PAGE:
With the OM-2, Olympus was aiming to create a completely capable camera to build on the success of the OM-1. This is evidenced by the ability of the camera to accept data-backs and 250 exposure film spools in place of the instantly removable film door. Similarly modular was the ability to change focus screens in a matter of seconds, useful for everything from micro-photography to document reproduction. Exceptional Zuiko glass and a first-of-its-kind, off-the-film (OTF) metering system round out the camera’s pro-spec features and create a camera system that’s capable of virtually anything.
Essentially an OM-1 with increased functionality, the OM-2 and OM-2n retain the OM-1’s full manual shooting mode while adding native aperture priority auto-exposure shooting with the flip of a switch.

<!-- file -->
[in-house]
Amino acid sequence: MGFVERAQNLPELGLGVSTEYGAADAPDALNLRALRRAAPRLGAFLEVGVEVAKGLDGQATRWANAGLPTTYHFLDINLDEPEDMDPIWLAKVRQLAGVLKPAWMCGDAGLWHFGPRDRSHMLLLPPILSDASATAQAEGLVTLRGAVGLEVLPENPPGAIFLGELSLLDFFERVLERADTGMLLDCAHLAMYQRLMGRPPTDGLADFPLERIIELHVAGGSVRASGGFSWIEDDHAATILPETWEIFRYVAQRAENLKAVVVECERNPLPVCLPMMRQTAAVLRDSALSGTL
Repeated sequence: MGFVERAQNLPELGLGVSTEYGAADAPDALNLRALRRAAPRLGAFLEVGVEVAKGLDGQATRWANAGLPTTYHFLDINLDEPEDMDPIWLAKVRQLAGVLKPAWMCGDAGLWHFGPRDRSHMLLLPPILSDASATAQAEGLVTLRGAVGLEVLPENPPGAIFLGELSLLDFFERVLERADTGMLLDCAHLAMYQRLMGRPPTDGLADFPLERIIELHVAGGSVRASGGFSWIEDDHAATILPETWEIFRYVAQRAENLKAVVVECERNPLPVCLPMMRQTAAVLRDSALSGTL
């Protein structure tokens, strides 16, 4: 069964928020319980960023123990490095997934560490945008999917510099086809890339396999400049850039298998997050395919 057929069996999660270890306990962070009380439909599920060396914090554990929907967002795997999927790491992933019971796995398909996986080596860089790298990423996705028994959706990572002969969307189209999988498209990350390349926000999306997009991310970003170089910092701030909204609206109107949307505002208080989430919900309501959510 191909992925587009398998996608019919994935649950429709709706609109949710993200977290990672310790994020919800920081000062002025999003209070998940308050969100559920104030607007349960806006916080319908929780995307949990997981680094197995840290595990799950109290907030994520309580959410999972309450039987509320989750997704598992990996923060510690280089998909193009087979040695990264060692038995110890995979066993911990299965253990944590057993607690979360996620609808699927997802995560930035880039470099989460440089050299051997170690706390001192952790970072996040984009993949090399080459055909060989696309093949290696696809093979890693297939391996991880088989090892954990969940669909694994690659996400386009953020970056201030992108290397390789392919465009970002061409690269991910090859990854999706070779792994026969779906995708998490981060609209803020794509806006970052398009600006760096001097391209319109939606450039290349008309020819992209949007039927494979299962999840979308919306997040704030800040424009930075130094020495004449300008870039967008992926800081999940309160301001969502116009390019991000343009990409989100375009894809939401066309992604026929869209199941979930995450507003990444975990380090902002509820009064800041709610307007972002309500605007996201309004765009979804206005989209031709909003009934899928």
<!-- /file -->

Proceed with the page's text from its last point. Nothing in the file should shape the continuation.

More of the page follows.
Shooting in aperture priority mode is an excellent way to retain a certain amount of artistic control in photography. The shooter can adjust depth-of-field to achieve the desired artistic result, such as maximum sharpness for landscape shooting or dreamy subject isolation for bokeh-doused portraits. With the OM-2 being so capable at perfectly calculating exposures there’s little to worry about in this shooting mode. Even exposures as long as 60 seconds are summarily handled by the OM-2, with the OM-2n being capable of slowing things down even further to a possible 120 seconds. Maximum shutter speed on both models is 1/1000 of a second. Yep; this shutter can do it all.